Guy felt like he’d just been hit with a ton of bricks. Surly his son was just kidding him. How could things change so much in a mere twenty years?

"Because of the 9-11 Directive they confiscated most of your friends’ motorcycles," Rob went on, "along with all guns and weapons of every kind."

Dianne interjected, "They even outlawed most amateur sports because of injuries. No more school dances, or swing sets, swimming pools, bicycles....."

Little Billy loudly interrupted, "My teacher says that it doesn’t make a bit of sense to play something if it’s unsafe!"
"People aren’t allowed to work on their own vehicles, or even mow their own grass, or change a burned out light bulb in their house, which I think is really stupid," Rob said, trying to ignore the baleful look Billy gave him for saying something that might be worth reporting.

Finally, after what turned out to be a five hour drive and five battery charge-stops, they arrived at Rob’s house. Dianne tried to get Billy to race her to the front door, but he set her straight about the no running safety rule.
Rob grabbed Guy by the arm and directed him towards the garage. "Dad, now that Billy isn’t around I can talk to you."

"What is it with that boy," Guy said, "if you’d have carried on like that when you were his age I’d have given you ole hickory. Remember him?" "That’s just it Dad," Rob replied, "we aren’t allowed to discipline our own children these days. If we try to reprimand them or interfere with their ‘required’ JSM training they are conditioned to push a button on their satellite-linked e-pad, which stays with them night and day. If the children feel threatened they push a button and a SSM (Senior Safety Monitor) is sent to the home. If the SSM deems it necessary, one or both of the parents are sent to a reformatory."

"My God," Guy said, "they’re using the children, and safety, to control...." "Shhhh," Rob put his finger to his lips, "don't even let them hear you mention the word 'God.'"

"I gotta show you something," Rob said. He grabbed Guy’s arm and pulled him inside the garage where the car was parked. Rob looked out the garage door towards the house to make sure that the two men were alone, then he went to the back of the building and pulled a panel off of the wall revealing a secret compartment. A glint of metal reflected back out of the hidden room and gradually the shape of a motorcycle took form. Guy felt tears welling up in his eyes. It was his old bike, covered in twenty years of dust. He turned and hugged his son.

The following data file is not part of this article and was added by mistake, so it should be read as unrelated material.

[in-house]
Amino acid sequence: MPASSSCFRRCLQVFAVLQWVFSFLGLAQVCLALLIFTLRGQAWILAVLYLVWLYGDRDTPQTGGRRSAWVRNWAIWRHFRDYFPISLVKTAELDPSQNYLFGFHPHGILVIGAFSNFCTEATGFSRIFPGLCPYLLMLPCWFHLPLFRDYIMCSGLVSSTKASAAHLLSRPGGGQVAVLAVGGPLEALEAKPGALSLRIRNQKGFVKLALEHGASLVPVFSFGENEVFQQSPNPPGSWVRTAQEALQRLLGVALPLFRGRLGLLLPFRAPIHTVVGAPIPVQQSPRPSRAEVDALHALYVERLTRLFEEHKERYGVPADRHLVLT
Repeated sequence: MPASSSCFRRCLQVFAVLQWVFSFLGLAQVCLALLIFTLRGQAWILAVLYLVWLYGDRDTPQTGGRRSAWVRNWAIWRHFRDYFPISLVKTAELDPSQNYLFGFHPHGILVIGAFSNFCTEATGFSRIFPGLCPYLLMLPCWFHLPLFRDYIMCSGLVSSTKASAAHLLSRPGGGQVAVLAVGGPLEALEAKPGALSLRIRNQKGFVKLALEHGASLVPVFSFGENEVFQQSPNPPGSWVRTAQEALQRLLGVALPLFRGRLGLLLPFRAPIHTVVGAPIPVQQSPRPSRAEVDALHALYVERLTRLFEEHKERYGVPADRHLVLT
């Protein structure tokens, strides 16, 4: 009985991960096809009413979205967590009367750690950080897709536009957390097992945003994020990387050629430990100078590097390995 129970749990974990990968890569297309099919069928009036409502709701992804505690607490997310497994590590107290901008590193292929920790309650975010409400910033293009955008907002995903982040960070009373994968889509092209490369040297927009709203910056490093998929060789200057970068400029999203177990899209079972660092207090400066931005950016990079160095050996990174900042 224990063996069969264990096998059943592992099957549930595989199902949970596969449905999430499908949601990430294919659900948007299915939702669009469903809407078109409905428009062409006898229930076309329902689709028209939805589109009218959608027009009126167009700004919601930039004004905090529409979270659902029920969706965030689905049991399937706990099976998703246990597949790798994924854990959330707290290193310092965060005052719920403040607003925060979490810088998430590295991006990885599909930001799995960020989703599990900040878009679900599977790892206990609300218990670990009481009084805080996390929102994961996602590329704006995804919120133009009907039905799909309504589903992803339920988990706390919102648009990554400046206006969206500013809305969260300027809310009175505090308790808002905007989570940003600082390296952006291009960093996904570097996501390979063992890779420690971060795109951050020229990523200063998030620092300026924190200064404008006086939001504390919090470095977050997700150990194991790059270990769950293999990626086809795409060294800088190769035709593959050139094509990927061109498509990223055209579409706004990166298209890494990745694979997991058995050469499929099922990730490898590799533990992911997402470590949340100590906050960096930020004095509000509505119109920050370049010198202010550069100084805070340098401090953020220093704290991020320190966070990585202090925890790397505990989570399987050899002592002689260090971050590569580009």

Out of the corner of his eye Guy detected movement and saw little Billy standing just inside of the door, e-pad in hand. "I’ve notified my SSM," the little boy said with an accomplished gleam in his eyes. "You know that motorcycles are against the law, and that I had to report you both." Then, in the proudest JSM trained voice that the little boy could muster he chanted, "Safety is my choice, safety is my voice, if I am not safe, then I am not free, I will report every violation that I see." The little JSM stood there with his hands on his hips, as if he’d caught the world’s two worst criminal terrorists.

Off in the distance Guy could hear sirens coming closer and closer. He realized that he could not live in this world where everything was "safe." He wanted to run, he wanted to scream, he wanted to get on his bike and ride.... The sirens got closer and closer, until they were upon him.

Guy opened his eyes and realized that he was soaked with sweat, and that he was laying in bed next to his wife Linda. He got up and went across the hall and looked into Rob’s room. His little boy was sleeping soundly. He then looked out the window and saw his motorcycle waiting for him in the driveway, right where he had left it the night before. It had all been a bad dream. He went into the kitchen, picked up the phone and dialed one of his friends. "Hey Jess," he said in an enthusiastic tone, "yea, I know what time it is, but this is important. I wanted to talk to you about starting a new ABATE chapter down here. Yea, I know you’ve been trying to get me involved for a long time, and, well, let’s just say I’ve finally come to my senses. Let’s get everybody together today, you know, family thing. See you over at Mike's around two, OK?"